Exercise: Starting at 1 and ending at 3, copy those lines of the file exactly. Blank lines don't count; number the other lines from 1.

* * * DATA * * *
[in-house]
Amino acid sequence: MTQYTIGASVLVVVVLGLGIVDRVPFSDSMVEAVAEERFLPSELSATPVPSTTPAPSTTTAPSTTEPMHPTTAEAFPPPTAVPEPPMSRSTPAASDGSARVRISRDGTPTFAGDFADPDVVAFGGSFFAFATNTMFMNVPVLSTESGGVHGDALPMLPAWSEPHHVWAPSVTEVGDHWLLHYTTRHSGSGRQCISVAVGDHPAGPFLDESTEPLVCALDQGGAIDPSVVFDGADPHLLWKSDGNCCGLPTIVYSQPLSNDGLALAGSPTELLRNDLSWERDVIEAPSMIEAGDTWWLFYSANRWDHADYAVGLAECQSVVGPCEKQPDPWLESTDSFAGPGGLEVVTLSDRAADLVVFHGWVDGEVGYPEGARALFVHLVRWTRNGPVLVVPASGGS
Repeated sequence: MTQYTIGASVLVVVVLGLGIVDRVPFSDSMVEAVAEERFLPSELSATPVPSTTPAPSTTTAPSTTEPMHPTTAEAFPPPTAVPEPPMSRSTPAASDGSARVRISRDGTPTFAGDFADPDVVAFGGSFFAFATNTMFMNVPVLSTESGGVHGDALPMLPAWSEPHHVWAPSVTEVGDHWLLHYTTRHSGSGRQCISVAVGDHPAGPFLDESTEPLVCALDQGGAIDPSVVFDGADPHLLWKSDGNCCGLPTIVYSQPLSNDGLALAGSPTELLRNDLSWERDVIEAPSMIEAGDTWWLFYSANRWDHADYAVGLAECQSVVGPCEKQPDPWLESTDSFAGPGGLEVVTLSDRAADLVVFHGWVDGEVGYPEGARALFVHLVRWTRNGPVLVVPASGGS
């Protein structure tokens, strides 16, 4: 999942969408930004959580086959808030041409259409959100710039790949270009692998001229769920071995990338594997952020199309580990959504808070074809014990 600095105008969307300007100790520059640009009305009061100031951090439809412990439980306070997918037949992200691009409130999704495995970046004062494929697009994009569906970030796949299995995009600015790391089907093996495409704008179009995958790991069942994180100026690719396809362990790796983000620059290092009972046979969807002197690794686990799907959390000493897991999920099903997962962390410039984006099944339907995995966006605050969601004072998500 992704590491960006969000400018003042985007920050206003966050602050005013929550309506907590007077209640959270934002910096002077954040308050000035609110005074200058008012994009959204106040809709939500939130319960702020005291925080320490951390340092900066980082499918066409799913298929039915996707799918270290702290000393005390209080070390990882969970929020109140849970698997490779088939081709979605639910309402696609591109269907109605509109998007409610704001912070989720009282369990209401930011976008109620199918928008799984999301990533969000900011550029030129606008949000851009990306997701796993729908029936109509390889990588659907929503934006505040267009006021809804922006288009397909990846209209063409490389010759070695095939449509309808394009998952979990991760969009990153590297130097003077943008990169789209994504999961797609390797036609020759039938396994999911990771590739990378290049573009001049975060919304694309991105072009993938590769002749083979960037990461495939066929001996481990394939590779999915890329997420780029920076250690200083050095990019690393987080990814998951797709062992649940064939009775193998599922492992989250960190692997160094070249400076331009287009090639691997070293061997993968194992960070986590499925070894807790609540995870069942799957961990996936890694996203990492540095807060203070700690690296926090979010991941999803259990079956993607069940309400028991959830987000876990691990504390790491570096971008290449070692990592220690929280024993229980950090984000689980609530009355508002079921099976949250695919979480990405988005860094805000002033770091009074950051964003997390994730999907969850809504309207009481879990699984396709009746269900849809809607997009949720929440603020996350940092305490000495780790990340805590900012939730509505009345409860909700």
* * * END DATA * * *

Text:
[in-house]
Amino acid sequence: MTQYTIGASVLVVVVLGLGIVDRVPFSDSMVEAVAEERFLPSELSATPVPSTTPAPSTTTAPSTTEPMHPTTAEAFPPPTAVPEPPMSRSTPAASDGSARVRISRDGTPTFAGDFADPDVVAFGGSFFAFATNTMFMNVPVLSTESGGVHGDALPMLPAWSEPHHVWAPSVTEVGDHWLLHYTTRHSGSGRQCISVAVGDHPAGPFLDESTEPLVCALDQGGAIDPSVVFDGADPHLLWKSDGNCCGLPTIVYSQPLSNDGLALAGSPTELLRNDLSWERDVIEAPSMIEAGDTWWLFYSANRWDHADYAVGLAECQSVVGPCEKQPDPWLESTDSFAGPGGLEVVTLSDRAADLVVFHGWVDGEVGYPEGARALFVHLVRWTRNGPVLVVPASGGS
Repeated sequence: MTQYTIGASVLVVVVLGLGIVDRVPFSDSMVEAVAEERFLPSELSATPVPSTTPAPSTTTAPSTTEPMHPTTAEAFPPPTAVPEPPMSRSTPAASDGSARVRISRDGTPTFAGDFADPDVVAFGGSFFAFATNTMFMNVPVLSTESGGVHGDALPMLPAWSEPHHVWAPSVTEVGDHWLLHYTTRHSGSGRQCISVAVGDHPAGPFLDESTEPLVCALDQGGAIDPSVVFDGADPHLLWKSDGNCCGLPTIVYSQPLSNDGLALAGSPTELLRNDLSWERDVIEAPSMIEAGDTWWLFYSANRWDHADYAVGLAECQSVVGPCEKQPDPWLESTDSFAGPGGLEVVTLSDRAADLVVFHGWVDGEVGYPEGARALFVHLVRWTRNGPVLVVPASGGS